The WPA Federal Art Project: A Dark Age Averted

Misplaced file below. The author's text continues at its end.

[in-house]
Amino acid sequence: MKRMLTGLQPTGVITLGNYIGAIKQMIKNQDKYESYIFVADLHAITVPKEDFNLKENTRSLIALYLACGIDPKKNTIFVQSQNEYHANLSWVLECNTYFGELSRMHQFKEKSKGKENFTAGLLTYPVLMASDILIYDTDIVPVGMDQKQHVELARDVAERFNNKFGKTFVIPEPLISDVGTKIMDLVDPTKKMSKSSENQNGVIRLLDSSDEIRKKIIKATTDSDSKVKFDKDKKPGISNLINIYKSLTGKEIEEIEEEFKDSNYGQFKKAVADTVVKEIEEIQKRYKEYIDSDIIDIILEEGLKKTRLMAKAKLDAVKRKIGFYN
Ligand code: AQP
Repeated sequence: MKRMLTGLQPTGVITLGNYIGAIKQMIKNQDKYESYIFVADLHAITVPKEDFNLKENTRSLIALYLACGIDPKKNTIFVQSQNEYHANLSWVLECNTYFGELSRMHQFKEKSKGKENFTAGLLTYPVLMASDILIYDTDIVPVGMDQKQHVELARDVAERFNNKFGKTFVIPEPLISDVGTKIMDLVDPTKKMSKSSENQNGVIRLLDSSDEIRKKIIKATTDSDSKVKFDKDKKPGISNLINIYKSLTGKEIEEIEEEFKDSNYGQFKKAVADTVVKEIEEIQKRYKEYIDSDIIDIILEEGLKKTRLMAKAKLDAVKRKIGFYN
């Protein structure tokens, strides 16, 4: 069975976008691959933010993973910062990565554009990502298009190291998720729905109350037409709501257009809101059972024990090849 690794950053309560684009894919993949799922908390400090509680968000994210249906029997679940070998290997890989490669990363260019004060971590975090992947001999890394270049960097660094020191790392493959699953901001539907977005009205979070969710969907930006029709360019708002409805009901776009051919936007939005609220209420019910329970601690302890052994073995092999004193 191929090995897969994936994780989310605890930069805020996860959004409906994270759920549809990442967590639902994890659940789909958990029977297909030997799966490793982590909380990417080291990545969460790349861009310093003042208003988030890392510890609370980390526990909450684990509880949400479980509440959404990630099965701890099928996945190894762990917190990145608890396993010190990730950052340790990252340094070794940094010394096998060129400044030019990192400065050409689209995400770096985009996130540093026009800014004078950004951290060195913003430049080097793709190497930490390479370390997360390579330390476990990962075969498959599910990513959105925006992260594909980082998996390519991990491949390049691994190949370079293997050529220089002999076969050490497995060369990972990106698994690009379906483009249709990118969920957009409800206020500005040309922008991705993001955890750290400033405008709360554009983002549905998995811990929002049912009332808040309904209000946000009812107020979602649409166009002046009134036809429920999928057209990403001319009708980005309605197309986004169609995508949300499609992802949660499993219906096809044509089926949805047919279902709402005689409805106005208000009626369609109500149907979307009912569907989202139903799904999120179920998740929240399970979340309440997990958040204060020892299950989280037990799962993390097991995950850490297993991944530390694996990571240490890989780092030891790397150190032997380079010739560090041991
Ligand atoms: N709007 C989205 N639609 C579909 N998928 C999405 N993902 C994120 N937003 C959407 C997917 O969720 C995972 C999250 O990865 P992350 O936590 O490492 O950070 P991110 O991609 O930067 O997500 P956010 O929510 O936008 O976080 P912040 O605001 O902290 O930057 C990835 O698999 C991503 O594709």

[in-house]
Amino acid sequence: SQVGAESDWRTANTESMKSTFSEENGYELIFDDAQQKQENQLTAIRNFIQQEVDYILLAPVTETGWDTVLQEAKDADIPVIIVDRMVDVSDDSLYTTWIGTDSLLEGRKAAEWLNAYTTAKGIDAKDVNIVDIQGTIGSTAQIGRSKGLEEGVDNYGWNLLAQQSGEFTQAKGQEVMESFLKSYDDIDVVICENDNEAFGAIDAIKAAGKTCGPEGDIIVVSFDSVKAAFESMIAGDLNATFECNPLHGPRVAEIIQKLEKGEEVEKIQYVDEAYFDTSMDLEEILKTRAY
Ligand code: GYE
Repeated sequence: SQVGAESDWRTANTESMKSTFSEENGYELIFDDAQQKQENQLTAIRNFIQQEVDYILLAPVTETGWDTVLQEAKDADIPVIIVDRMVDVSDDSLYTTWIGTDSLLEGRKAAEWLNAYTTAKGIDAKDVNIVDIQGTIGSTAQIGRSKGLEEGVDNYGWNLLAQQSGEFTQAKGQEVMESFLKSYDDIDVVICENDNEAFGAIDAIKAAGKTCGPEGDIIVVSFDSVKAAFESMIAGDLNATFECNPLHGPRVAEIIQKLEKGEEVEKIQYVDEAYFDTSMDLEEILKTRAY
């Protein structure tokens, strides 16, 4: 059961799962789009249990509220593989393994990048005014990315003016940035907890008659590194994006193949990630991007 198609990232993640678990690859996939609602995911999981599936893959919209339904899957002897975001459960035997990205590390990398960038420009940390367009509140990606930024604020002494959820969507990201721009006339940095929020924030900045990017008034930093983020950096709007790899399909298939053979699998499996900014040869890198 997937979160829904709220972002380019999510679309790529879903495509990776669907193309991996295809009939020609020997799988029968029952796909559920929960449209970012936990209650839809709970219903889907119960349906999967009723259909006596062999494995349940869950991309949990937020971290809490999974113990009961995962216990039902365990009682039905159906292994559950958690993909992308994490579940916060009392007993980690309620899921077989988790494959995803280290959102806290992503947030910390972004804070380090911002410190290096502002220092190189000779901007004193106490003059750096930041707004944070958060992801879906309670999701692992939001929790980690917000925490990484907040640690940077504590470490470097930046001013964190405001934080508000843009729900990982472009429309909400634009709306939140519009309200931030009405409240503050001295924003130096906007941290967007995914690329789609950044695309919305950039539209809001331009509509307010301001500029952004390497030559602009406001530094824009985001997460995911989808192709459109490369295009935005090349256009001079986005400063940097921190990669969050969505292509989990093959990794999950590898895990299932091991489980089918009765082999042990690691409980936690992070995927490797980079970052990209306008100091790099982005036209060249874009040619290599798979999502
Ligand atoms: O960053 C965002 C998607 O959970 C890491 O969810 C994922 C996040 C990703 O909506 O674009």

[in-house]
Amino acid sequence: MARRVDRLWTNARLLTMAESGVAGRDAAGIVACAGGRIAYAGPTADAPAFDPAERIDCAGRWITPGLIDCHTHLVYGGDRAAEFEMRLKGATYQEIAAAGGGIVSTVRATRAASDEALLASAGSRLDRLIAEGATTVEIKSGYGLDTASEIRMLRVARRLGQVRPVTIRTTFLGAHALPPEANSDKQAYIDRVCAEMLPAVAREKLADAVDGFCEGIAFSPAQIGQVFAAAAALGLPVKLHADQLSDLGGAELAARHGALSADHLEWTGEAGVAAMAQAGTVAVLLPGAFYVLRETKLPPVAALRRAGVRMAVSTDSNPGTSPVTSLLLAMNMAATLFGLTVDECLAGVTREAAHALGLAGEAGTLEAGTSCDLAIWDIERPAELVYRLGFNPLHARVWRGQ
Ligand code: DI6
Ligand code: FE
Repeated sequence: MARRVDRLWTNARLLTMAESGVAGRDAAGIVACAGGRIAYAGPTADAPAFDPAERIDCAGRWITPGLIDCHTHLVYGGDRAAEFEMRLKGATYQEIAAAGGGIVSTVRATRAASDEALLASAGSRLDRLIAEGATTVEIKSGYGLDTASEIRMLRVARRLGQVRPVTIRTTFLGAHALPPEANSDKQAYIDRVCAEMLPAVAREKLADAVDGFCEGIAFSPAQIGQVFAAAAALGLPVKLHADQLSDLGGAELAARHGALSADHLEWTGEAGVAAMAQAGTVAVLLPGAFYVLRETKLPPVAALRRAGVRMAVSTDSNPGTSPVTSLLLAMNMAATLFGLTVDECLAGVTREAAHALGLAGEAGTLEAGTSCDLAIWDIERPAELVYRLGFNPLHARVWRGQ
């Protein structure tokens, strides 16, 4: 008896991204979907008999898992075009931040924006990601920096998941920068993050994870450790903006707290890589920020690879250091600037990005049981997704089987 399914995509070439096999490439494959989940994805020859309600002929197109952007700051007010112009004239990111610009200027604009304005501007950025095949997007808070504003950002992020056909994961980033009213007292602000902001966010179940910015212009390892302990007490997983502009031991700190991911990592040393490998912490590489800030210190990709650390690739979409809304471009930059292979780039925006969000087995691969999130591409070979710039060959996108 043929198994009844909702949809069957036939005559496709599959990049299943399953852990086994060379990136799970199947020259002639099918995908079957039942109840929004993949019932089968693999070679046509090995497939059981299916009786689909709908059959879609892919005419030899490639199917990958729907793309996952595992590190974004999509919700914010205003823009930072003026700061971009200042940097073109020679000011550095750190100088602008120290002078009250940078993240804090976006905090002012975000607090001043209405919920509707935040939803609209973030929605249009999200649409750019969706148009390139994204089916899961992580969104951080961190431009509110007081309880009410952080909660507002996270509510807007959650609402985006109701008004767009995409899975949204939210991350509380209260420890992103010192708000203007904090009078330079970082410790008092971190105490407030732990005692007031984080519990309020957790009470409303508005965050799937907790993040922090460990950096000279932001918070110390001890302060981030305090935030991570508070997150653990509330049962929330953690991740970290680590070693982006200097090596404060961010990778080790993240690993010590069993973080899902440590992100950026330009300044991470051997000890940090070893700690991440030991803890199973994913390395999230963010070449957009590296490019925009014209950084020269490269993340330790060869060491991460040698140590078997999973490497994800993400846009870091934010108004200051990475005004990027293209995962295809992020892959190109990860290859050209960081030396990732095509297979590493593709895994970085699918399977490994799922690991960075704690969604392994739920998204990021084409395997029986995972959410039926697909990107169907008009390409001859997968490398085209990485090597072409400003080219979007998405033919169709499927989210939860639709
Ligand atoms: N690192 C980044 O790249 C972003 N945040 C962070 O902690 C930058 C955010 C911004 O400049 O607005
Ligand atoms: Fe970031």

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"There is a theory that art always somehow takes care of itself, as if it were a rootless plant feeding upon itself in sequestered places. Many people are willing to believe, in a time like this, when art patronage has dwindled to infinitesimal proportions, that it is not necessary for organized society to do anything in particular, because no matter what happens, a few artists starving in garrets will see to it that art does not die. It is quite obvious that this theory will not hold." Holger Cahill, director of the Federal Art Project of the Works Progress Administration, made the above statement in 1936, but it seems particularly relevant today when government appropriations for the arts under the current administration have been substantially reduced in the interests of national safety and defense. During a period of severe economic depression in the 1930s, the federal government, having formally recognized the essential role of art in society, supported thousands of artists, the establishment of community art centers throughout the country, and the preservation of American decorative and practical arts. There were then, as there are today, people who felt that art was frivolous and did not merit the support of federal relief programs. Artists, they believed, did not 'work.' Whether or not there was unanimous agreement as to the legitimacy of the idea of federal support for the arts, the results of the programs were far-reaching and greatly influenced the expression of the artists during that period and thereafter.